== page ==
This practice has been the subject of re-entry programs aimed at stopping recidivism. America has one of the world’s highest recidivism rates with approximately 76% of released prisoners being re-arrested after 5 years. One of the most significant factors in reducing recidivism rates is access to housing.

    Both the former inmates and their respective roommates will enter this this new living arrangement with their own baggage. The opportunities and the challenges are complex as they each face scrutiny from friends and family questioning their motives. Will this new situation allow the formerly incarcerated to successfully re-enter society or will it be the worst decision both parties have ever made? *Join the conversation by following @AETV and using #60DaysIn & #InmateToRoommate* “60 Days In” and “Inmate to Roommate” will be available on demand and to stream on the A&E app and aetv.com For more information on these series please visit https://www.aetv.com/shows/60-days-in & https://www.aetv.com/shows/inmate-to-roommate “60 Days In” is produced by Lucky 8 for A&E Network.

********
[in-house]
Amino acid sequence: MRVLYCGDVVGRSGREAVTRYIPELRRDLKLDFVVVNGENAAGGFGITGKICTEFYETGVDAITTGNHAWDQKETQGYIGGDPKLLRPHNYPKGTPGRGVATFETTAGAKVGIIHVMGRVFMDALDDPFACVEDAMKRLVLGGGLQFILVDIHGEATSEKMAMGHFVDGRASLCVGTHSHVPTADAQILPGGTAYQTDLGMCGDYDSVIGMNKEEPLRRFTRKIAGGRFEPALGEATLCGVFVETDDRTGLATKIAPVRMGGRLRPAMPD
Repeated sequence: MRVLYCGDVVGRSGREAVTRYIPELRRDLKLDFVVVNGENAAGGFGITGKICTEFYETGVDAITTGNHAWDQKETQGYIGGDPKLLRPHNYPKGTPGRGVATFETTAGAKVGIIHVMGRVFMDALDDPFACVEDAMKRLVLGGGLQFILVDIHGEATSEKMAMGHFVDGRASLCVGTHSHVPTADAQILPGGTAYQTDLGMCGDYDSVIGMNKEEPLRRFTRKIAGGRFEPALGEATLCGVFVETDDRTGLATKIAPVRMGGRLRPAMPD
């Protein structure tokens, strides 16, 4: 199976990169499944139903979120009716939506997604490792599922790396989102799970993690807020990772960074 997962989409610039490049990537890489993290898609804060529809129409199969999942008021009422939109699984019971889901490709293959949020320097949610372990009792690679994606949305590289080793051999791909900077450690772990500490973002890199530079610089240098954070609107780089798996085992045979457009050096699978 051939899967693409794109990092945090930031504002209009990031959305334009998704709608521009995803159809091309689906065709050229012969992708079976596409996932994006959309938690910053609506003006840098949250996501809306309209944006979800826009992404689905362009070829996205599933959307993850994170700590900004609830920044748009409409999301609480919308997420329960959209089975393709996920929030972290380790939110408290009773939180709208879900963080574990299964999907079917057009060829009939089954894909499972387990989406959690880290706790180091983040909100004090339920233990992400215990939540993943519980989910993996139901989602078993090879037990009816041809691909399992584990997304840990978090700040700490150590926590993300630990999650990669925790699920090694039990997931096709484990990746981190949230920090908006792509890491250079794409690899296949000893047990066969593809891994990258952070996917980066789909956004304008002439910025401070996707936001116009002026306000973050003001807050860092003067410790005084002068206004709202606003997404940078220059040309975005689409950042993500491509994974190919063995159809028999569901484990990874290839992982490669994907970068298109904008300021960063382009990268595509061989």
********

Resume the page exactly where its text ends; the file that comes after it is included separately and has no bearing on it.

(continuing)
Executive producers for Lucky 8 are Greg Henry, George Kralovansky, Isaac Holub, Kim Woodard and Mike Colon. Executive producers for A&E are Elaine Frontain Bryant, Shelly Tatro and Brad Holcman. A+E Networks holds worldwide distribution rights to “60 Days In.” “Inmate to Roommate” is produced by Sharp Entertainment, a part of Sony Pictures Television, for A&E Network.

    Executive producers for Sharp Entertainment are Matt Sharp, Dan Adler and Laura Korkoian with Joseph Ruzer as Co-EP. Executive producers for A&E are Elaine Frontain Bryant, Shelly Tatro and Jonathan Partridge. A+E Networks holds worldwide distribution rights to “Inmate to Roommate.” About A&E Network A&E leads the cultural conversation through high-quality, original programming that captivates viewers and brings them to the heart of the stories that matter.